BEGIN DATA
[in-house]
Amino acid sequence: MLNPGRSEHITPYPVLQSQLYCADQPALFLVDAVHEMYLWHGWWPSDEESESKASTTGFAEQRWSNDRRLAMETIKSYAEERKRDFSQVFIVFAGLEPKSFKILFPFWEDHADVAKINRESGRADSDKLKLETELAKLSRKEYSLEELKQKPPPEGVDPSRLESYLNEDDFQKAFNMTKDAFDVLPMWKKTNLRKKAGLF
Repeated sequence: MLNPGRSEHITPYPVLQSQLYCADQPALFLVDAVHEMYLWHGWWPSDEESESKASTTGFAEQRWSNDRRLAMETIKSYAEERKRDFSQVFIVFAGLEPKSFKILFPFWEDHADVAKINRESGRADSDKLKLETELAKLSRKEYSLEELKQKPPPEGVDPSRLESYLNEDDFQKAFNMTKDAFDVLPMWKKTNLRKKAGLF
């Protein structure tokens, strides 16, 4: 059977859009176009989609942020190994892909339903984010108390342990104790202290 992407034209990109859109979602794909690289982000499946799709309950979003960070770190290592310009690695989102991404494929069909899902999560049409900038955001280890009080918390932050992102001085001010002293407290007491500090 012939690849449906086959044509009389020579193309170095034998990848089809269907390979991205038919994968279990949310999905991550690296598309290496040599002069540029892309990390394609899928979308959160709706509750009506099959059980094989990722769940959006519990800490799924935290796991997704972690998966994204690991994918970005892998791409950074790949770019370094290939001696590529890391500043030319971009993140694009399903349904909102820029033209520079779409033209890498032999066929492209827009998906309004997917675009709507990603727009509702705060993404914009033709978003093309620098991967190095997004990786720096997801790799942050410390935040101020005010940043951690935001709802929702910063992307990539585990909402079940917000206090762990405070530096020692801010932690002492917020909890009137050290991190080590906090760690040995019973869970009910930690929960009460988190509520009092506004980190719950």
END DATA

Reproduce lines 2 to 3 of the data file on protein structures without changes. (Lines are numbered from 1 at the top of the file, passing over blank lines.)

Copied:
Amino acid sequence: MLNPGRSEHITPYPVLQSQLYCADQPALFLVDAVHEMYLWHGWWPSDEESESKASTTGFAEQRWSNDRRLAMETIKSYAEERKRDFSQVFIVFAGLEPKSFKILFPFWEDHADVAKINRESGRADSDKLKLETELAKLSRKEYSLEELKQKPPPEGVDPSRLESYLNEDDFQKAFNMTKDAFDVLPMWKKTNLRKKAGLF
Repeated sequence: MLNPGRSEHITPYPVLQSQLYCADQPALFLVDAVHEMYLWHGWWPSDEESESKASTTGFAEQRWSNDRRLAMETIKSYAEERKRDFSQVFIVFAGLEPKSFKILFPFWEDHADVAKINRESGRADSDKLKLETELAKLSRKEYSLEELKQKPPPEGVDPSRLESYLNEDDFQKAFNMTKDAFDVLPMWKKTNLRKKAGLF